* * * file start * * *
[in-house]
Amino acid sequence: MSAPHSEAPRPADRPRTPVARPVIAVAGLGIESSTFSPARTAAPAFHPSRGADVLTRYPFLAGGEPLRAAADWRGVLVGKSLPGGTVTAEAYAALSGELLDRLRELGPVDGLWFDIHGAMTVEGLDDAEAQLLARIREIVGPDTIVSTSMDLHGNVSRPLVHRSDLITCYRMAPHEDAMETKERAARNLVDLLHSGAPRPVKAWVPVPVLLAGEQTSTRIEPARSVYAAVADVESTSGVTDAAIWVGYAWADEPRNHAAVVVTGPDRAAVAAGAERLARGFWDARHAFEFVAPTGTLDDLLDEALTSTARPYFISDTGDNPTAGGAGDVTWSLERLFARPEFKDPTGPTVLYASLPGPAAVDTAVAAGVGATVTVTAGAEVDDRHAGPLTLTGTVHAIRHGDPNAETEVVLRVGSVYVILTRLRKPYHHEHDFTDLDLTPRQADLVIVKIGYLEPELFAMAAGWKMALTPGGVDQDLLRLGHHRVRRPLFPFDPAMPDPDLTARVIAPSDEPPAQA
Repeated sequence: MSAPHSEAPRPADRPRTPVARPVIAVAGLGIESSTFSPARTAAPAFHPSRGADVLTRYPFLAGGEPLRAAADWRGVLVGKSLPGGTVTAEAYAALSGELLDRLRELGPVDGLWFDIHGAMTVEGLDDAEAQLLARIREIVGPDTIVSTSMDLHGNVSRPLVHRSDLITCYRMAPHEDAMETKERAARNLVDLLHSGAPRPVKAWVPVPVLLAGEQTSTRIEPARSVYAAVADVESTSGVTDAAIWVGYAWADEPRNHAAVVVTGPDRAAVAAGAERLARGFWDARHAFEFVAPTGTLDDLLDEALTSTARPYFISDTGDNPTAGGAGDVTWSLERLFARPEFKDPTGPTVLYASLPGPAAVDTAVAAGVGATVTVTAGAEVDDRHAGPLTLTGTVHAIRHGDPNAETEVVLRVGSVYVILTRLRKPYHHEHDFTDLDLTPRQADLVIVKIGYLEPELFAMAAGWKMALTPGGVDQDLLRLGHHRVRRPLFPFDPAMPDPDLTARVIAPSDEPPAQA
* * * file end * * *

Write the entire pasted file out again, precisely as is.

[in-house]
Amino acid sequence: MSAPHSEAPRPADRPRTPVARPVIAVAGLGIESSTFSPARTAAPAFHPSRGADVLTRYPFLAGGEPLRAAADWRGVLVGKSLPGGTVTAEAYAALSGELLDRLRELGPVDGLWFDIHGAMTVEGLDDAEAQLLARIREIVGPDTIVSTSMDLHGNVSRPLVHRSDLITCYRMAPHEDAMETKERAARNLVDLLHSGAPRPVKAWVPVPVLLAGEQTSTRIEPARSVYAAVADVESTSGVTDAAIWVGYAWADEPRNHAAVVVTGPDRAAVAAGAERLARGFWDARHAFEFVAPTGTLDDLLDEALTSTARPYFISDTGDNPTAGGAGDVTWSLERLFARPEFKDPTGPTVLYASLPGPAAVDTAVAAGVGATVTVTAGAEVDDRHAGPLTLTGTVHAIRHGDPNAETEVVLRVGSVYVILTRLRKPYHHEHDFTDLDLTPRQADLVIVKIGYLEPELFAMAAGWKMALTPGGVDQDLLRLGHHRVRRPLFPFDPAMPDPDLTARVIAPSDEPPAQA
Repeated sequence: MSAPHSEAPRPADRPRTPVARPVIAVAGLGIESSTFSPARTAAPAFHPSRGADVLTRYPFLAGGEPLRAAADWRGVLVGKSLPGGTVTAEAYAALSGELLDRLRELGPVDGLWFDIHGAMTVEGLDDAEAQLLARIREIVGPDTIVSTSMDLHGNVSRPLVHRSDLITCYRMAPHEDAMETKERAARNLVDLLHSGAPRPVKAWVPVPVLLAGEQTSTRIEPARSVYAAVADVESTSGVTDAAIWVGYAWADEPRNHAAVVVTGPDRAAVAAGAERLARGFWDARHAFEFVAPTGTLDDLLDEALTSTARPYFISDTGDNPTAGGAGDVTWSLERLFARPEFKDPTGPTVLYASLPGPAAVDTAVAAGVGATVTVTAGAEVDDRHAGPLTLTGTVHAIRHGDPNAETEVVLRVGSVYVILTRLRKPYHHEHDFTDLDLTPRQADLVIVKIGYLEPELFAMAAGWKMALTPGGVDQDLLRLGHHRVRRPLFPFDPAMPDPDLTARVIAPSDEPPAQA